However, women August meeting has attracted some unhealthy criticisms in recent times. Today most women have misunderstood the primary objectives of the gathering and turned it into something else. Unfortunately, it has become a period to flaunt wealth, show latest fabrics and styles of hair-do in town. Others see it as a time to demand for new cars and expensive gifts from their husbands to show off in the village. While some morally debased seize the opportunity to cheat on their husbands and bring disgrace to womanhood. These factors have adversely affected the needed acceptance this event ought to receive.

Sociological approach was employed in the execution of this research. Sociology studies man in the society. It is a study of human society (Barcan, 1993). This approach will enable the researcher comprehend the social implications of Women August meeting in Igbo land towards community development. The work further made use of secondary sources. That is the use of available literature to achieve the aims of this work which include the examination of the contemporary roles of Women August meeting in Igbo land vis-a-vis its original aims of community development.

 

Conceptual Clarifications

Deana F. M and Messinger, L, (2006) noted that, “a woman is a female human being” (p.8) The term woman is usually reserved for an adult, with the term girl being the usual term for a female child or adolescent. In other instances, the term can be used to refer to female human, regardless of age, as in ‘women’s rights.’

To understand the person of a woman, some scholars have examined the woman by placing her side by side with the man. Jones (1998), said that, “a woman is obviously different from a man. The anatomical differences are apparent at once particularly in the development of a woman’s breast; while the male external genitals- the penis and the testicles are absent in women” (p.1). Furthermore, women have different perception of many experiences, although how much this is due to prevailing cultural attitudes and how much to gender difference is not clear (Jones, 1998).

D’Souza (2005), agreed with Jones on the women being different from the men. According to her, “men and women are different biologically. They play different roles in reproducing the human species” (p.29). Women give birth to children and men have nocturnal emissions. While it is easier to agree that these are differences due to sex, it is not possible to attribute all the differences that we notice between men and women to biological factors.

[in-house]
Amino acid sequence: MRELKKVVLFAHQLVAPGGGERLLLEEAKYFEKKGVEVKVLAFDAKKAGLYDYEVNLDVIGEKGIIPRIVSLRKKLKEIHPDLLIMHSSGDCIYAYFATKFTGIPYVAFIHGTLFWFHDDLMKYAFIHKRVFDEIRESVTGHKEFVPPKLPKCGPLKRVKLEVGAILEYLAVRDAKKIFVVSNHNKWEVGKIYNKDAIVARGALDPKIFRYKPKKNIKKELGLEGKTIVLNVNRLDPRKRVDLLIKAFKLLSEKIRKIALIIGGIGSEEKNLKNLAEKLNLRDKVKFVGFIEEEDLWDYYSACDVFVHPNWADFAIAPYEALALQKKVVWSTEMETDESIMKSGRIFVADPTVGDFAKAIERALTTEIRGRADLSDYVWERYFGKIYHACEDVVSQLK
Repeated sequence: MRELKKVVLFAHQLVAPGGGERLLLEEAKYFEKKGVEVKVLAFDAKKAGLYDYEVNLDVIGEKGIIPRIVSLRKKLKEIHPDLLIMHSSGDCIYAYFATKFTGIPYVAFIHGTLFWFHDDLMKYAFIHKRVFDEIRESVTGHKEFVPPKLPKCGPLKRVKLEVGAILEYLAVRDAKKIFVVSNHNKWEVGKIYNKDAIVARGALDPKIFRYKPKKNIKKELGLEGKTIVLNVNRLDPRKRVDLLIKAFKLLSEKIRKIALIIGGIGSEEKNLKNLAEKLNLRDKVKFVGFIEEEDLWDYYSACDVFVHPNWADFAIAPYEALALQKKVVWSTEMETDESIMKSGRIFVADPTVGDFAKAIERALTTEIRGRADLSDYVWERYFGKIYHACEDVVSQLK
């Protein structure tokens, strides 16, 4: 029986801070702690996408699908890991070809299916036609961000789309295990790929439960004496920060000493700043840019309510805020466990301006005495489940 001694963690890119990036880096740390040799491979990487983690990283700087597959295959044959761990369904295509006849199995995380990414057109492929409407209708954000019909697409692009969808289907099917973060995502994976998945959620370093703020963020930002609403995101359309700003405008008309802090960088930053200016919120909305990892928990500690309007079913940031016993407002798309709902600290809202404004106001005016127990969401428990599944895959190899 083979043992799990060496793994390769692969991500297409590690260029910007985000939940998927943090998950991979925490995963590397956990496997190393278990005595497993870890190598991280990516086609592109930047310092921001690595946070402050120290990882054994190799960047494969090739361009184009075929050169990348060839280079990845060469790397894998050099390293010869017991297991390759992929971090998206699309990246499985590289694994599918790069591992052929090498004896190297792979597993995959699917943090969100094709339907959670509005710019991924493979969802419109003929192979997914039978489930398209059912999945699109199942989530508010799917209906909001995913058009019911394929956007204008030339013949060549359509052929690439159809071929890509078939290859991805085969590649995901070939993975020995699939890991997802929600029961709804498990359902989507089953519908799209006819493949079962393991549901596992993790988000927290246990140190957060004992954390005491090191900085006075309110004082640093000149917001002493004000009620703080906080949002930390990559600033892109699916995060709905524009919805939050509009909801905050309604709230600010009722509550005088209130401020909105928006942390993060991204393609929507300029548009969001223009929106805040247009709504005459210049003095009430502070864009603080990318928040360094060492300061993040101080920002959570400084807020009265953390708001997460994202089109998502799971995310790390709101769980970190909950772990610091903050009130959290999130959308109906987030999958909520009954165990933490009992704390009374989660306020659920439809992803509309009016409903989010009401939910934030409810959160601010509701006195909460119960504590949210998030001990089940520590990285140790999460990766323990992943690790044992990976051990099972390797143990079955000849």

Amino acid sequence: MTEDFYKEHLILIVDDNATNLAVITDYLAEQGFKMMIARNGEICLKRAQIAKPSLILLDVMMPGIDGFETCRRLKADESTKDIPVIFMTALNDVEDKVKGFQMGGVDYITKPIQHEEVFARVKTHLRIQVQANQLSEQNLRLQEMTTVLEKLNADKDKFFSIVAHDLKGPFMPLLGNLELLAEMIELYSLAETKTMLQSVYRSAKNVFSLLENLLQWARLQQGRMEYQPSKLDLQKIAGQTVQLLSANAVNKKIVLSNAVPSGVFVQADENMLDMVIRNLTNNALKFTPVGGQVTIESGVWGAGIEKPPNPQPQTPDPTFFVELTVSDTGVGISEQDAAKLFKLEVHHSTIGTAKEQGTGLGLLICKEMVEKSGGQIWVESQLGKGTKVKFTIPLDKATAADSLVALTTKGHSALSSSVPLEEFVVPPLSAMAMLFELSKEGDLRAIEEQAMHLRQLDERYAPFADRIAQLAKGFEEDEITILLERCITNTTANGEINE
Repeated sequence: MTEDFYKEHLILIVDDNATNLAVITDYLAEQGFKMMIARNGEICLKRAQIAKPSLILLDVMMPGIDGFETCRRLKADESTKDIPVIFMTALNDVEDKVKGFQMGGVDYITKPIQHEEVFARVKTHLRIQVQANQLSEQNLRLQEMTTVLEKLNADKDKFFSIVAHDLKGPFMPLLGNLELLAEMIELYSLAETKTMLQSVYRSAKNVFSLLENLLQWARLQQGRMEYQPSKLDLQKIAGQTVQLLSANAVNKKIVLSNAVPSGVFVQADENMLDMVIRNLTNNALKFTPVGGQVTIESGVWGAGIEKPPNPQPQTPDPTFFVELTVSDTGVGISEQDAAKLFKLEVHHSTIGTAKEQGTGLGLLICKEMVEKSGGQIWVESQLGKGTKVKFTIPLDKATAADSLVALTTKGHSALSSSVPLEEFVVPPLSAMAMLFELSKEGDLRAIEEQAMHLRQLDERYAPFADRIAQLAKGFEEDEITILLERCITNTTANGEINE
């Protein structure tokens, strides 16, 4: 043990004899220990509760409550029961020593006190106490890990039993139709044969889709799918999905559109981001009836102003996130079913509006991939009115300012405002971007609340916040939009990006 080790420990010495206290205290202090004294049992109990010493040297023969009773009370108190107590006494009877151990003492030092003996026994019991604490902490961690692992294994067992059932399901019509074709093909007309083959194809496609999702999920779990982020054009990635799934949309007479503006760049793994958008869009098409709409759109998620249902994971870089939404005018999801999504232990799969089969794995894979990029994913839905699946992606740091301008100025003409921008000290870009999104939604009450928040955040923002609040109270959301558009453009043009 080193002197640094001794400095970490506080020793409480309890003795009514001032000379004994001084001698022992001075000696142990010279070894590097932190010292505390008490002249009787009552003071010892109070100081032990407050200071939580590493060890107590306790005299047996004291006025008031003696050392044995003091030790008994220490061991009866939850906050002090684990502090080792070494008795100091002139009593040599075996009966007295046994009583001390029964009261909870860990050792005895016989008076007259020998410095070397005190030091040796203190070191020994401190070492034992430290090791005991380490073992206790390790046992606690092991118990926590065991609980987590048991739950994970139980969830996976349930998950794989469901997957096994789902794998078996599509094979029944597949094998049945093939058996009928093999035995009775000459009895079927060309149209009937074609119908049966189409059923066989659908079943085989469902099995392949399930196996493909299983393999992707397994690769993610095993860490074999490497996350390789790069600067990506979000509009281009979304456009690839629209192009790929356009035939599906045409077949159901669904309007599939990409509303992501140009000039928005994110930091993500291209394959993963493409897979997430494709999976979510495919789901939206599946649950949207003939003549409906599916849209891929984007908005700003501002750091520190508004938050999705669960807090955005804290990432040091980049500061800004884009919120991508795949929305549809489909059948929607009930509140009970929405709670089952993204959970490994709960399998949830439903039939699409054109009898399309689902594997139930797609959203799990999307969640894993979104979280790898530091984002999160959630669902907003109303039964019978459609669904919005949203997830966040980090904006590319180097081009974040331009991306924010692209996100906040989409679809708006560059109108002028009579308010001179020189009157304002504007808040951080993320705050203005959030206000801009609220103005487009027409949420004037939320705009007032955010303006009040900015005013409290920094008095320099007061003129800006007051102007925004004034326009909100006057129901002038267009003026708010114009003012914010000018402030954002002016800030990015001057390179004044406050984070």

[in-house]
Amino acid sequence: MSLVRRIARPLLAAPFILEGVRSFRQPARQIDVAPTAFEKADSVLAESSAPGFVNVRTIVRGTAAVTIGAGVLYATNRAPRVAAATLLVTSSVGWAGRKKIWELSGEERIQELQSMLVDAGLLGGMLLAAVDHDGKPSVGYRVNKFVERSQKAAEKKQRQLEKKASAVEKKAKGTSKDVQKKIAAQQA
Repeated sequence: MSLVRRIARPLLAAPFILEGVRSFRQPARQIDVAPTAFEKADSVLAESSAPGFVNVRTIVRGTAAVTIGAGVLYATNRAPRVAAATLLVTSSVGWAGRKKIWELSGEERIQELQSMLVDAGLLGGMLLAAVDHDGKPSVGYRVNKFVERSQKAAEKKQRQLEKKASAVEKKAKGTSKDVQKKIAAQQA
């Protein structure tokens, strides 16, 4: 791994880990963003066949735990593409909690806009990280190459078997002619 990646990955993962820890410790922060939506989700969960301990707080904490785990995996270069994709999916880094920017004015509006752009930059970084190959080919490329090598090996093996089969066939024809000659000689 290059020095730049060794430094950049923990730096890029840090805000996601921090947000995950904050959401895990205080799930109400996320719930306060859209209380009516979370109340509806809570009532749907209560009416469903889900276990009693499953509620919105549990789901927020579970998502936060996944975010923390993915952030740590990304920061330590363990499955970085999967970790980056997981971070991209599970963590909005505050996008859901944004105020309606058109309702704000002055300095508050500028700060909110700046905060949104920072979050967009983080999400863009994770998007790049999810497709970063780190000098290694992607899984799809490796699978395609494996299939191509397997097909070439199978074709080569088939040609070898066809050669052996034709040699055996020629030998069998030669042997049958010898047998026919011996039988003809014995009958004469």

On the other hand, August meeting is the gathering of all the women in Igbo land both far and near for re-union. It is a meeting that takes place in the month of August as the name suggests. It all women’s affair; although the men and young ladies may take part at one point or the other, but the bulk of the activities, decisions, and actions are carried out by the women. August Meeting has been refered to as ‘Home and Abroad Meeting’ by some communities in Igbo land. This is because, the gathering involves both home based women and those in the diaspora.

Ohaegbuchi (2014) said:

The “Mothers’ Summit”, popularly known as “August Meeting”, is a concept common among women of South East Nigeria who are resident in Nigeria or abroad. This meeting, usually organized during the month of August, is the exclusive preserve of married women. These Igbo speaking women gather in their home towns in a grand meeting that lasts for days to discuss and deliberate on issues that affect them in common (p.46).

 

In another sense, community development is a process where community members come together to take collective action and generate solutions to common problems. Community wellbeing (economic, social, environmental, cultural, religious, ethical and political) often evolves from this type of collective action being taken at the grassroots level.

Ohaegbuchi (2014) accentuated that:

Community development is an activity of people living in a particular area or people joined together by a common interest mainly for the sole purpose of a development agenda. The aim must be to the good of the community. This was the idea behind the formation of the Women August meeting in the South East Nigeria (p.46).

 

Origin and Objectives of Women August Meeting in Igbo Land

According to Nwankwo (2014), “August meeting has been a norm dated back to 1940s. It began when the church deemed it fit to device a way to give women a voice in the affairs of their communities” (p.81).